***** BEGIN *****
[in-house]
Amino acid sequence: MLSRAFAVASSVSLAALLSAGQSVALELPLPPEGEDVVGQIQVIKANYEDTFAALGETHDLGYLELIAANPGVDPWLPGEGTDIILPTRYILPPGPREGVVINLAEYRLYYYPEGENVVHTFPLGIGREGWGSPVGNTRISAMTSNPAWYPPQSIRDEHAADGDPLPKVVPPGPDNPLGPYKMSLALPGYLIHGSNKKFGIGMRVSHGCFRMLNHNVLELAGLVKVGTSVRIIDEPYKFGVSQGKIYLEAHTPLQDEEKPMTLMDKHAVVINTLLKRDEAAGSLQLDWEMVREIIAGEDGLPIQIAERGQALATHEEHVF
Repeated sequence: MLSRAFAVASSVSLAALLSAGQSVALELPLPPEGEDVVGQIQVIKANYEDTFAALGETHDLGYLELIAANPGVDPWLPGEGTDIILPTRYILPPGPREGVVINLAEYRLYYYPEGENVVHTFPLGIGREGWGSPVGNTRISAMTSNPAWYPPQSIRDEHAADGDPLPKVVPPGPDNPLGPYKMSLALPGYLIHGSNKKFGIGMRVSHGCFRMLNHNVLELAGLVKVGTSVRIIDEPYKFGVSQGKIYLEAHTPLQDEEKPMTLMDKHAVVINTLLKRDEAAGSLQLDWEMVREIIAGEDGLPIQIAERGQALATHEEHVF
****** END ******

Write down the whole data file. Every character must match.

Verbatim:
[in-house]
Amino acid sequence: MLSRAFAVASSVSLAALLSAGQSVALELPLPPEGEDVVGQIQVIKANYEDTFAALGETHDLGYLELIAANPGVDPWLPGEGTDIILPTRYILPPGPREGVVINLAEYRLYYYPEGENVVHTFPLGIGREGWGSPVGNTRISAMTSNPAWYPPQSIRDEHAADGDPLPKVVPPGPDNPLGPYKMSLALPGYLIHGSNKKFGIGMRVSHGCFRMLNHNVLELAGLVKVGTSVRIIDEPYKFGVSQGKIYLEAHTPLQDEEKPMTLMDKHAVVINTLLKRDEAAGSLQLDWEMVREIIAGEDGLPIQIAERGQALATHEEHVF
Repeated sequence: MLSRAFAVASSVSLAALLSAGQSVALELPLPPEGEDVVGQIQVIKANYEDTFAALGETHDLGYLELIAANPGVDPWLPGEGTDIILPTRYILPPGPREGVVINLAEYRLYYYPEGENVVHTFPLGIGREGWGSPVGNTRISAMTSNPAWYPPQSIRDEHAADGDPLPKVVPPGPDNPLGPYKMSLALPGYLIHGSNKKFGIGMRVSHGCFRMLNHNVLELAGLVKVGTSVRIIDEPYKFGVSQGKIYLEAHTPLQDEEKPMTLMDKHAVVINTLLKRDEAAGSLQLDWEMVREIIAGEDGLPIQIAERGQALATHEEHVF